Simply, Waldorf and Montessori use structure differently:

In a Waldorf school the day is highly structured.

*The teacher decides what to do each day. It is usually the same each week for the duration of the year, with more flexibility and change the higher you go in the grades.

*Teachers decide the schedule/rhythm for the day and tries to be mindful of including bathroom time, snack time, free play, out door time, cooking, lessons, stories, games, festivals/celebrations (like birthdays or May Day), etc.

*Every child is expected to follow these schedules and hopefully participate in each activity. Of course, there is the understanding about not being ready or having an off day, but the goal is to get everyone doing things together.

*Within the strong daily rhythm, however, there are large portions of the day dedicated to free, child directed play. I would say in a typical 7 hour school day there would be about 3 and a half hours are dedicated to free play with about 2 and a half of those hours outside.

*The toys in a Waldorf school are almost all open ended and what a child says it is, it is; Ex, if a toy horse is being used as a phone, that is totally fine and even appreciated by the teachers.

*Both the focus on creativity and on free play are designed to allow children to develop their imaginations which is thought (in Waldorf schools) to be the foundation of higher thinking.

In a Montessori school the day has more flexibility, but each activity is highly structured.
It is my understanding that in a Montessori school the teachers endeavor to have all activities available at all times to allow the child to choose. Thus:

*There is always a snack table available.

*Children may choose whatever activity strikes them at the time, whether it is math or reading or some other skill.

*Each activity has a "right" way to do it, and the teacher's job is to show the child how to do it correctly. The child then follows what the teacher has shown them how to do. A child will be corrected if they are using the activity incorrectly or if they decide to use it in a way that it was not intended to be used.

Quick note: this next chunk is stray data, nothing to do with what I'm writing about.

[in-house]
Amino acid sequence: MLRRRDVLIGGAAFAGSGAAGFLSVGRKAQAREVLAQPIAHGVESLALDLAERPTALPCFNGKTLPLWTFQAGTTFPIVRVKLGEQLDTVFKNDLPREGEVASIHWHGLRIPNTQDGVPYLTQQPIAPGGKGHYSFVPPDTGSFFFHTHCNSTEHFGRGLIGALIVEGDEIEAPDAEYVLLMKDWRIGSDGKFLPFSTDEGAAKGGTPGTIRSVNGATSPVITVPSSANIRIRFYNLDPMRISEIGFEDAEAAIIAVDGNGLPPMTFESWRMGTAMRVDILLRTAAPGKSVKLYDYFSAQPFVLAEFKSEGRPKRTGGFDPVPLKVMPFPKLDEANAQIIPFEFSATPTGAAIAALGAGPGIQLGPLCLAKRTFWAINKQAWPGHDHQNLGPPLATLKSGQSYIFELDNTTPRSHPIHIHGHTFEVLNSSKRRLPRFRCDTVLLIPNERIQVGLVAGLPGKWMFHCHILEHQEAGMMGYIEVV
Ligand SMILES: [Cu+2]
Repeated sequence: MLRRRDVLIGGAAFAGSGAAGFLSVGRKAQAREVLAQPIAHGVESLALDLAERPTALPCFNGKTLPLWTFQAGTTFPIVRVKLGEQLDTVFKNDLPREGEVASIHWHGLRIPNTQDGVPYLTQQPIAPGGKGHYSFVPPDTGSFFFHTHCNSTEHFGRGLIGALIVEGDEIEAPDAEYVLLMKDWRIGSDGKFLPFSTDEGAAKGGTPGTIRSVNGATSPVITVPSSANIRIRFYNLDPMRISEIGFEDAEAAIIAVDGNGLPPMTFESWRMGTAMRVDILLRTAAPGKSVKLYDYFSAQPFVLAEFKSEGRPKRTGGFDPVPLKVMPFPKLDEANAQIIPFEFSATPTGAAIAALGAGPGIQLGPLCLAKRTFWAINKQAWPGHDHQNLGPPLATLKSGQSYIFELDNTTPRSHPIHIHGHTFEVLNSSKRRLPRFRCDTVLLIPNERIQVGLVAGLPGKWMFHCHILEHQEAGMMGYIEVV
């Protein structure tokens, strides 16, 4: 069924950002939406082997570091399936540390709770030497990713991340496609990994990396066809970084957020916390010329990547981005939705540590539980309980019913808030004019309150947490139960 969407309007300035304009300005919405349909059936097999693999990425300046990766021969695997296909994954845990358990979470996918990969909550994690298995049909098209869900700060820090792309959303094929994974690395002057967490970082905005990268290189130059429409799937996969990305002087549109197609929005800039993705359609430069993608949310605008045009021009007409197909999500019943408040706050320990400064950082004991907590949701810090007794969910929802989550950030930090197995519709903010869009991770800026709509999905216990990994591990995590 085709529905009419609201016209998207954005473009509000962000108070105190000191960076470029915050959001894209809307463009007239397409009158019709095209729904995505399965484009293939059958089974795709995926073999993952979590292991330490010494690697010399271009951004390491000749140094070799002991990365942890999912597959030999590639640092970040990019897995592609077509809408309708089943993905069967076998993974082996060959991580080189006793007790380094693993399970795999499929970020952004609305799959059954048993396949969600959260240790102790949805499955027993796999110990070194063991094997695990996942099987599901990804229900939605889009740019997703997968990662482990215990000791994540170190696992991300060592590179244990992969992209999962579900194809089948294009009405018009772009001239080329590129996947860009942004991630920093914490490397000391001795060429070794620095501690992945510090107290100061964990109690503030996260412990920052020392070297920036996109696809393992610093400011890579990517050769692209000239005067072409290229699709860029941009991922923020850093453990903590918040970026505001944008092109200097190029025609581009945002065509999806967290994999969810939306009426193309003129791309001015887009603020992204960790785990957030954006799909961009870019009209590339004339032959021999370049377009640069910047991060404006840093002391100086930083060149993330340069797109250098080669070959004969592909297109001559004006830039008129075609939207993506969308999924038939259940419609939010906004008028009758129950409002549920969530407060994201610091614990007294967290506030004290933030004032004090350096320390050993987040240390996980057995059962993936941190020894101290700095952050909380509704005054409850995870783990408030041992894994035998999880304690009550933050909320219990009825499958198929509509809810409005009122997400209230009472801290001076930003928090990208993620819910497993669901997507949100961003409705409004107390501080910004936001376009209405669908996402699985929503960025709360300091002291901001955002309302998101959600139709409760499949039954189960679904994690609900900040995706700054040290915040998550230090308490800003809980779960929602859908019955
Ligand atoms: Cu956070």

* There are no toys in a Montessori class room. And since most activities have a particular purpose, not much room for open ended play.

*A child may move on to another activity when ever they are moved to do so, and there is no need to finish one activity (except for putting it away) before going on to the next.

*I am pretty sure there is a good focus on being out doors in Montessori schools as well.

*I expect that there are creative activities in a Montessori class room (like painting, coloring, clay modeling, etc), but they may not have the same reason for being there, ie, to foster imagination. Their reasoning may be more along the lines of "art is fun", or "art is cultural".

I know this is in no way exhaustive, and, of course, each class room will be a little different, with different emphasis and interpretation of the given philosophy, but I hope it gives a good picture of the differences. :goodvibes:

EmilytheStrange 02-20-2013 08:48 PM

Quote:

Originally Posted by Newton
I am married to an engineer, he would never have allowed our daughter to not be introduced to a computer for years. There is also only early admission allowed before their creativity has been infringed on.

You'd be surprised at what technology types could prefer for their kids :)

http://www.nytimes.com/2011/10/23/te...nted=all&_r=1&

danielle 02-21-2013 01:55 AM

Quote:

Originally Posted by EmilytheStrange

You'd be surprised at what technology types could prefer for their kids :)

http://www.nytimes.com/2011/10/23/te...nted=all&_r=1&

I'm really looking foward to reading this article. My husband is a computer analyst and our 4 year old still hasn't been sat in front of a computer, although we do let her use the Nook sometimes. A screen is a screen. Waldorf is very much for us, but unfortunately the tuition is out of reach for us. We participate in their summer programs.

Eta - great article. Yes, computers are supereasy. No need to "teach" them.